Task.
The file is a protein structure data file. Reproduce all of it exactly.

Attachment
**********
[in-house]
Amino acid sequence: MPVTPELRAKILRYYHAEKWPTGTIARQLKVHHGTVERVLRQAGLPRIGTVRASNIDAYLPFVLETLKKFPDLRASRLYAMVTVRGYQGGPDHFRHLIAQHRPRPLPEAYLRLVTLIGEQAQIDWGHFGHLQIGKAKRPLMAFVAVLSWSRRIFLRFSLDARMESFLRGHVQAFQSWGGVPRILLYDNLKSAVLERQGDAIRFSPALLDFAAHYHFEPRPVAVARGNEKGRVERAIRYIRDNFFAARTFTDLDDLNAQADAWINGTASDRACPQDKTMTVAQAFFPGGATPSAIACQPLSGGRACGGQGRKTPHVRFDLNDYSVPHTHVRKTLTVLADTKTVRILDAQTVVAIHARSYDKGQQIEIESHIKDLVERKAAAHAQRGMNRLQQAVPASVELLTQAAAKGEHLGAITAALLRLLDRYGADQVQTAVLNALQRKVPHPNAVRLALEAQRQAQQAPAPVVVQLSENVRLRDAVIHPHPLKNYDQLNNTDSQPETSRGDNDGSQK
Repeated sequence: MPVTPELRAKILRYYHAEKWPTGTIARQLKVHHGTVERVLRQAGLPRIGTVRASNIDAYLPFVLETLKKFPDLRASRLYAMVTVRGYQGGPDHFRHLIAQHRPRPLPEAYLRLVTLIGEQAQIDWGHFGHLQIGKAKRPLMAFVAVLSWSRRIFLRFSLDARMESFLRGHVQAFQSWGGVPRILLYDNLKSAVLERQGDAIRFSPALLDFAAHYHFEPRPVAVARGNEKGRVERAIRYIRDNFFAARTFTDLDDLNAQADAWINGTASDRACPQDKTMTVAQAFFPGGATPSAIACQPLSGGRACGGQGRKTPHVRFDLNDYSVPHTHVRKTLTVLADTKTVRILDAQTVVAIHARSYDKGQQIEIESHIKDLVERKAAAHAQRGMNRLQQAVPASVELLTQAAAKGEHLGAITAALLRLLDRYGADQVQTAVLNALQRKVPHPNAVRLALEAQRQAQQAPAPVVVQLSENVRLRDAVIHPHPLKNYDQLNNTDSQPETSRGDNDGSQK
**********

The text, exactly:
[in-house]
Amino acid sequence: MPVTPELRAKILRYYHAEKWPTGTIARQLKVHHGTVERVLRQAGLPRIGTVRASNIDAYLPFVLETLKKFPDLRASRLYAMVTVRGYQGGPDHFRHLIAQHRPRPLPEAYLRLVTLIGEQAQIDWGHFGHLQIGKAKRPLMAFVAVLSWSRRIFLRFSLDARMESFLRGHVQAFQSWGGVPRILLYDNLKSAVLERQGDAIRFSPALLDFAAHYHFEPRPVAVARGNEKGRVERAIRYIRDNFFAARTFTDLDDLNAQADAWINGTASDRACPQDKTMTVAQAFFPGGATPSAIACQPLSGGRACGGQGRKTPHVRFDLNDYSVPHTHVRKTLTVLADTKTVRILDAQTVVAIHARSYDKGQQIEIESHIKDLVERKAAAHAQRGMNRLQQAVPASVELLTQAAAKGEHLGAITAALLRLLDRYGADQVQTAVLNALQRKVPHPNAVRLALEAQRQAQQAPAPVVVQLSENVRLRDAVIHPHPLKNYDQLNNTDSQPETSRGDNDGSQK
Repeated sequence: MPVTPELRAKILRYYHAEKWPTGTIARQLKVHHGTVERVLRQAGLPRIGTVRASNIDAYLPFVLETLKKFPDLRASRLYAMVTVRGYQGGPDHFRHLIAQHRPRPLPEAYLRLVTLIGEQAQIDWGHFGHLQIGKAKRPLMAFVAVLSWSRRIFLRFSLDARMESFLRGHVQAFQSWGGVPRILLYDNLKSAVLERQGDAIRFSPALLDFAAHYHFEPRPVAVARGNEKGRVERAIRYIRDNFFAARTFTDLDDLNAQADAWINGTASDRACPQDKTMTVAQAFFPGGATPSAIACQPLSGGRACGGQGRKTPHVRFDLNDYSVPHTHVRKTLTVLADTKTVRILDAQTVVAIHARSYDKGQQIEIESHIKDLVERKAAAHAQRGMNRLQQAVPASVELLTQAAAKGEHLGAITAALLRLLDRYGADQVQTAVLNALQRKVPHPNAVRLALEAQRQAQQAPAPVVVQLSENVRLRDAVIHPHPLKNYDQLNNTDSQPETSRGDNDGSQK